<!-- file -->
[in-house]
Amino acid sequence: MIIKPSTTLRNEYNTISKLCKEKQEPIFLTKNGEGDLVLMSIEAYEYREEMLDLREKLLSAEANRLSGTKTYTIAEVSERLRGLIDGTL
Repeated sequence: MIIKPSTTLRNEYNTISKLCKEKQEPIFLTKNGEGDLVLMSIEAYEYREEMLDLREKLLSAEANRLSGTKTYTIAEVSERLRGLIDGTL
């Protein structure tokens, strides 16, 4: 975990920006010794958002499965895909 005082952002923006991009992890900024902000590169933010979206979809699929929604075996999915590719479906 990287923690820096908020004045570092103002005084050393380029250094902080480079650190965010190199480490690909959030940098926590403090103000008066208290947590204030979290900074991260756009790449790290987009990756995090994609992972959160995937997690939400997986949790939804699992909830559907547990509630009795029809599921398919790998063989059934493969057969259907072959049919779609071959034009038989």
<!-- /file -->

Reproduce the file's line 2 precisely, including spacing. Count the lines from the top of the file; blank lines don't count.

Amino acid sequence: MIIKPSTTLRNEYNTISKLCKEKQEPIFLTKNGEGDLVLMSIEAYEYREEMLDLREKLLSAEANRLSGTKTYTIAEVSERLRGLIDGTL